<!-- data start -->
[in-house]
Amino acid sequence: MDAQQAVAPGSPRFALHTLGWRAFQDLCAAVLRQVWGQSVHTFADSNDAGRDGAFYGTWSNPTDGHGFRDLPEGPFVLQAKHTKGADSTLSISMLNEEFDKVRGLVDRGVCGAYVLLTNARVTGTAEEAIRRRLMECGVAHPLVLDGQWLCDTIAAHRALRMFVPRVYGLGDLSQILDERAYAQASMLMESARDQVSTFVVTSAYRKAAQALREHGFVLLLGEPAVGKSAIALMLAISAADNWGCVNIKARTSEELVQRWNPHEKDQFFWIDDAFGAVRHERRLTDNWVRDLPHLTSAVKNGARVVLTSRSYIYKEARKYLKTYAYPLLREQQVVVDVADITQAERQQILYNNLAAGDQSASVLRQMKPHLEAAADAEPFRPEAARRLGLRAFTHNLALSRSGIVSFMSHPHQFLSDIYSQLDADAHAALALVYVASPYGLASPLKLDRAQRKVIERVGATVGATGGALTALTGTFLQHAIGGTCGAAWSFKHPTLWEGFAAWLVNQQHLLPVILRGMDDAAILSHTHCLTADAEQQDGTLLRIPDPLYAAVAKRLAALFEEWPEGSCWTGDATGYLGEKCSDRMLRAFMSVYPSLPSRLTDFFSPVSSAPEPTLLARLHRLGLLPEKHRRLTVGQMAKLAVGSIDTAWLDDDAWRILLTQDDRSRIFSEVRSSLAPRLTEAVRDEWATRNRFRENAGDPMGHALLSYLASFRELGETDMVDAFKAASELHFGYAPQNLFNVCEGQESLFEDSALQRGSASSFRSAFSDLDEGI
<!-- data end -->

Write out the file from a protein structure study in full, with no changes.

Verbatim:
[in-house]
Amino acid sequence: MDAQQAVAPGSPRFALHTLGWRAFQDLCAAVLRQVWGQSVHTFADSNDAGRDGAFYGTWSNPTDGHGFRDLPEGPFVLQAKHTKGADSTLSISMLNEEFDKVRGLVDRGVCGAYVLLTNARVTGTAEEAIRRRLMECGVAHPLVLDGQWLCDTIAAHRALRMFVPRVYGLGDLSQILDERAYAQASMLMESARDQVSTFVVTSAYRKAAQALREHGFVLLLGEPAVGKSAIALMLAISAADNWGCVNIKARTSEELVQRWNPHEKDQFFWIDDAFGAVRHERRLTDNWVRDLPHLTSAVKNGARVVLTSRSYIYKEARKYLKTYAYPLLREQQVVVDVADITQAERQQILYNNLAAGDQSASVLRQMKPHLEAAADAEPFRPEAARRLGLRAFTHNLALSRSGIVSFMSHPHQFLSDIYSQLDADAHAALALVYVASPYGLASPLKLDRAQRKVIERVGATVGATGGALTALTGTFLQHAIGGTCGAAWSFKHPTLWEGFAAWLVNQQHLLPVILRGMDDAAILSHTHCLTADAEQQDGTLLRIPDPLYAAVAKRLAALFEEWPEGSCWTGDATGYLGEKCSDRMLRAFMSVYPSLPSRLTDFFSPVSSAPEPTLLARLHRLGLLPEKHRRLTVGQMAKLAVGSIDTAWLDDDAWRILLTQDDRSRIFSEVRSSLAPRLTEAVRDEWATRNRFRENAGDPMGHALLSYLASFRELGETDMVDAFKAASELHFGYAPQNLFNVCEGQESLFEDSALQRGSASSFRSAFSDLDEGI